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Layering Tips for Winter Travel

Layering Tips for Winter Travel November 18, 2018Leave a comment

Copywriter, communicator, and unrelenting nomophobe. I'm obsessed with French expressions, English puns, and packing the perfect carry-on.

Unless you live in the Southern Hemisphere, winter is upon us and up in Canada, that means it’s time to add some layers. Often, we think about adding layers over our outfits, but there are also ways to layer under our clothes that add warmth without adding bulk. Below, I’ve put into writing some winter styling tips which are also great for travel because they allow you to pack light and versatile clothing that will keep you toasty warm.

Layering Tip #1: Turtlenecks Under Dresses 

winter layering tips for travel

You don’t have to pack away your pretty summer dresses if you layer them over warm thin knit shirts. My favourites are merino wool blend turtlenecks, which I own in a variety of colours. Paired with some thick wool stockings, I’m pretty warm and don’t feel like I’ve added too much bulk to a dress.

Shop: Machine Washable Merino Mock Neck in Navy, Chiffon Bell Sleeve Dress in Black Floral, Recycled Wool-Blend Belted Coat – Dark Green 


Looking for more winter packing guides? Check out these past blog posts. 


Layering Tip #2: Merino or HeatTech Tank Tops 

winter layering tips for travel
 

If a silky shirt feels too cold against your skin, try building your outfit on the warm foundation of a performance tank top or bra. The temperature-regulating base layers are small but mighty and make for a good undershirt for sweaters too.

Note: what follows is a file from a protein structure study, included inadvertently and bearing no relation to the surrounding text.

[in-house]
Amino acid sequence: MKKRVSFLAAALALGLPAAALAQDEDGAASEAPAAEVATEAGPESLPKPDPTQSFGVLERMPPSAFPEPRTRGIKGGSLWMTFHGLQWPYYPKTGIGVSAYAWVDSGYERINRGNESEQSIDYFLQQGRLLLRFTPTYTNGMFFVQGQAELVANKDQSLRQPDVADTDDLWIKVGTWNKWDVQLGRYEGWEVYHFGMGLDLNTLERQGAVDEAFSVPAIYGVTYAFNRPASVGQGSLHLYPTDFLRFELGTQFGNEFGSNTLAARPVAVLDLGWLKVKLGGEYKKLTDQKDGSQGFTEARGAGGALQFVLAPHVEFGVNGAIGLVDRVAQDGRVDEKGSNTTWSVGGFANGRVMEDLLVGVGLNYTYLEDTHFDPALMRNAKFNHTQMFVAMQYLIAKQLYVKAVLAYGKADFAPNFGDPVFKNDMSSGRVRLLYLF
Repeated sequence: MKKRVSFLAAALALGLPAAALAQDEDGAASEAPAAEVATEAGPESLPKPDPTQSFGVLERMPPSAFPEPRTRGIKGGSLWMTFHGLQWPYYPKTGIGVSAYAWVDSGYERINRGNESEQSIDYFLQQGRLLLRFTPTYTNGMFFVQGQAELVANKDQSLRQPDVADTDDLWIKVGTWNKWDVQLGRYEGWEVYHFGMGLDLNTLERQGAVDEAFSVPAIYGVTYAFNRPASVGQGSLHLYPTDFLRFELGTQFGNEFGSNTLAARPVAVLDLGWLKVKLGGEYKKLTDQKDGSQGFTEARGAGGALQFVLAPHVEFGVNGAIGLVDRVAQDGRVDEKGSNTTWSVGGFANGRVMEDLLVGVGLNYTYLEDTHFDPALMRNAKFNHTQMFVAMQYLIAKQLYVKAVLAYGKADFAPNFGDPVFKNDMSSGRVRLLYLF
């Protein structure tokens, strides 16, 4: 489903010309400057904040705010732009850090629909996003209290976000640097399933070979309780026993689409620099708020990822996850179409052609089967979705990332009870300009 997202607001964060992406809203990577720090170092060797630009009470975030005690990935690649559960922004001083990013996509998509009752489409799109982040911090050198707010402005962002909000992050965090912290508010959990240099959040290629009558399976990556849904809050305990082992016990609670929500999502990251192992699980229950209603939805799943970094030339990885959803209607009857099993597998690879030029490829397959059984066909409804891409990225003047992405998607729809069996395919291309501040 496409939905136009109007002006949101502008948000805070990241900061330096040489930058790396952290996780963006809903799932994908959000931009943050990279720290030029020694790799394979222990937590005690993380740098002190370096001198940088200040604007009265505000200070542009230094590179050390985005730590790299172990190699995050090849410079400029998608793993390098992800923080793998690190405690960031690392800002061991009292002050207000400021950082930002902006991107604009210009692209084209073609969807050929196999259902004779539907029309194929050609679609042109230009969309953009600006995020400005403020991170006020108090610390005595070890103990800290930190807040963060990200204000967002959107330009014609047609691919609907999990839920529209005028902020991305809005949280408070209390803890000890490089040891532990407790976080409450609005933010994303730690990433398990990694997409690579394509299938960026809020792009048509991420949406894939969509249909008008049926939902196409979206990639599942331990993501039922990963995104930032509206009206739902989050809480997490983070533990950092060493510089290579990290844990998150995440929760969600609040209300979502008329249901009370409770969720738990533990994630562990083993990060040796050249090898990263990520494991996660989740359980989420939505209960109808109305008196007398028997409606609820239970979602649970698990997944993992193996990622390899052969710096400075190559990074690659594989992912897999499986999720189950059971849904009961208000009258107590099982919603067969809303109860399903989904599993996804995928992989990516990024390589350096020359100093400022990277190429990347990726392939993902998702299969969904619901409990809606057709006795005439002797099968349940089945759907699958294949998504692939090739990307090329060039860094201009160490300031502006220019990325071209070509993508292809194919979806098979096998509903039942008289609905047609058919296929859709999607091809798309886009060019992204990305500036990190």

Shop: Performance wool base layer, Uniqlo HeatTech shirts

Layering Tip #3: Layer Spring Jackets

winter layering tips for travel

Wear your denim and leather jackets like a blazer and layer them between sweaters and overcoats. The contrast in textures is interesting and it gives you more options when you’re moving between temperatures throughout the day. 

Layering Tip #4: Silk is a Great Base Layer

winter layering tips for travel

Silk is great and I’m not just talking about blouses but performance base layers too! You can get great thin long sleeve shirts to wear under sweaters and tops, which adds a temperature-regulating layer to keep you comfortable.

Shop: Silk base layers, wool socks, soft wool grey sweater, down parka, metallic booties

Layering Tip #5: Wear a Packaway Vest Under a Wool Coat 

winter layering tips for travel

To extend the wearability of my wool coats, I like to layer them over a thin down puffy vest. Backpackers will tell you vests are awesome because they give you the most warmth and freedom of movement. In fact, when your core temperature starts to drop, the body reduces blood flow to your extremities and increases blood flow to the core to protect your organs. By keeping your core insulated and warm, your blood flows consistently to your extremities, keeping them warmer too (which is good because gloves are a bit of a hassle).

Shop: Cocoon coat, down vest

Layering Tip #6: Wear Longjohns or Tights Under Your Pants  

winter layering tips for travel

Shop: Cocoon coat, wool tights, down vest, thermal base layer

Even if your pants are wool, it’s nice to have an extra little layer of comfort on your skin, which you can get with silk, wool, or synthetic longjohns. Also, don’t skimp on good socks. Choose comfortable wool socks, they’re worth the investment. 

Layering Tip #7: Play with Shapes

winter layering tips for travel
winter layering tips for travel

The fun thing about layering is you can add interesting elements with different textures and shapes. If you have a long vest, a blanket coat, a cape, or something else, why not try layering it over a puffy coat, blazer, or chunky knit. Play with proportions a bit. Winter is too long to stick to one look. 

Shop: Down coat

Do you experience a rainy winter season? Feel like none of this applies to the slushy weather in your city? Read my tips for rain and stormy-weather packing. 

Happy Travels xox

Copywriter, communicator, and unrelenting nomophobe. I'm obsessed with French expressions, English puns, and packing the perfect carry-on.

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